The next variant is again focused on changing the arrangement of the sewing part of the production line. Just as in variant A, finished products leave the line in only one direction. The welding machine is marked by letter L and the material is placed behind the operator. The assembly part of the production line is organized as variant C and D, but the material is placed differently.
Evaluation of Variants
Evaluation of variants was carried out with members of the production team (operators), shift leaders, technology leaders, logistic leaders, quality managers and production planners. A multi-criteria table was created by this team.
The table is based on the methodology of multi-criteria decision approaches (described in the book by Saaty and Vargas (2006)). A difference to this method is in the values of each criterion. At the meeting, the representatives of each department (logistic, quality, planning etc.) set values for these criteria so the results may not accurately reflect values as described by Saaty and Vargas (2006). A combination of multi-criteria decision and form of brainstorming was used.
Verification by Simulation
To verify the selection of a new variant with multi-criteria evaluation, Tecnomatix Plant Simulation 9 (from Siemens) software was chosen. Tecnomatix Plant Simulation is a discrete event simulation tool which allows you to create digital models of logistic systems (e.g., production) so that you can explore the system characteristics and optimize their performance. You can use extensive analysis tools such as; bottleneck analysis, statistics and charts to evaluate or optimize production processes in a virtual environment. The main advantage of this software is that it is created for production systems in general engineering. Further advantages are simplicity, lucidity and communication with other software such as MS EXCEL, PROCESS DESIGNER etc. Tecnomatix Plant Simulation 9 is a part of the Digital factory package which we use in our department.
To compare the differences between the original state and the newly proposed variant, simulation models were made for both cases. Models contain information about the manufacturing process, such as times for operations, equipment/ machines failure, times to repair machines, unit and batch times. The model includes the routes which the operators use for transporting material between each operation. The model simulates the production of the most frequently produced products for each line.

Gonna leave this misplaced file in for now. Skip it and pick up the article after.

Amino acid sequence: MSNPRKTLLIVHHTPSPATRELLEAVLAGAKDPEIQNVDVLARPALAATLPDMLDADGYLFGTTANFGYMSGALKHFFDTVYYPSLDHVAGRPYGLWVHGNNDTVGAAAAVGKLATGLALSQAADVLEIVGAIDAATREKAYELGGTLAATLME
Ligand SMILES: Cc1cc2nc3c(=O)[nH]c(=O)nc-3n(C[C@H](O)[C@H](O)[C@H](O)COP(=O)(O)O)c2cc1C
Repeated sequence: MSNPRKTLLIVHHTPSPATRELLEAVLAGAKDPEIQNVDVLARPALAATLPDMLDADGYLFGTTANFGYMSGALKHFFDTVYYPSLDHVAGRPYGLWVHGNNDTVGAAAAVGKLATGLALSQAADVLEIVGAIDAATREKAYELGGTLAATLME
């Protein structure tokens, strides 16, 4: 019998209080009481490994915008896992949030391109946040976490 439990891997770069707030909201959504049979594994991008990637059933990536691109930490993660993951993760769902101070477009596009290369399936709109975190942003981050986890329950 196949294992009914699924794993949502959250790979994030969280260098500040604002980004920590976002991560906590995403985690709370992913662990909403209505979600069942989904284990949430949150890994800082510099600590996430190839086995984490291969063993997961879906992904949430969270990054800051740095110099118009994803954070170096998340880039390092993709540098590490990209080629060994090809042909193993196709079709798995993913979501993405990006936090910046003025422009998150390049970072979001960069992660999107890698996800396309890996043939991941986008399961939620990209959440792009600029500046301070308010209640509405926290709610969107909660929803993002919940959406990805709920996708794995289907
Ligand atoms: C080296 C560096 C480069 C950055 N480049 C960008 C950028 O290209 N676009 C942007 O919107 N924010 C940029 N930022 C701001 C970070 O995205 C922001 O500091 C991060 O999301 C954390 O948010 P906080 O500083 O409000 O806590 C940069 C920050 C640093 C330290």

VAG Original State Model
Figure 9 shows the simulation model of the VAG line in the original state. Each icon represents one workplace. On each workplace, machines with their parameters (amount of entering material, times for setting machines, working times, scraps, length of transport routes etc.) are placed. In Figure 9, you can see the amount of entering material and finished product at time T, this number is marked. You can see graphs of machine usage. We get a report from the simulation model of the original state which will be compared with the report of the new variant.
Fig 9. Simulation Model of VAG Line – Original State
DA Original State Model
In figure 10 the number of finished products (at the time T) is marked as in Figure 9.
DA+VAG New State Model
This is the simulation model of a common line. In Figure 11, you can see divided material flow from workplaces (marked by arrows). The number of finished products at time T is marked as in Figures 9 and 10. If you look carefully, you can see that there are no finished products for VAG. That is because the production process is divided into two shifts. Morning shift is for DA products and night shift is for VAG products. Figure 11 shows the first half of the morning shift. Arrows show divided material flow for products DA and VAG.
Fig 11. Simulation Model of DA+VAG Line
The aim of this project was to create space for a new project by merging production lines DA and VAG into one common line. The proposed variants have been assessed using a multi-criteria table, which was created by a defined team. Variant C, was evaluated as the best variant. In figure 11 you can see the space that was saved. The new production line for Audi A8 ski bag and VW T5 bag will be in this space.
A simulation model was compiled for this variant, which was to confirm the accuracy of evaluation of variants using the multi-criteria method.
In this case study advantages of simulations in a virtual environment are shown. You can try many variants of space arrangement without real movement of machines, and when you find the best variant, you can start the real project.
In Table 2 you can see the results from its initial state (less is better).
This paper was supported by the Grant Agency in the Czech Republic (GA CR). Project No. 402/08/H051: Optimizing of multidisciplinary designing and modeling of production system of virtual enterprises.
Internal material BOS AUTOMOTIVE PRODUCTS ltd.
Saaty, L. T. & Vargas, G. L. (2006). “Decision Making with the Analytic Network Process: Economic, Political, Social and Technological Applications with Benefits, Opportunities Costs and Risks,” Springer Science + Business Media, USA.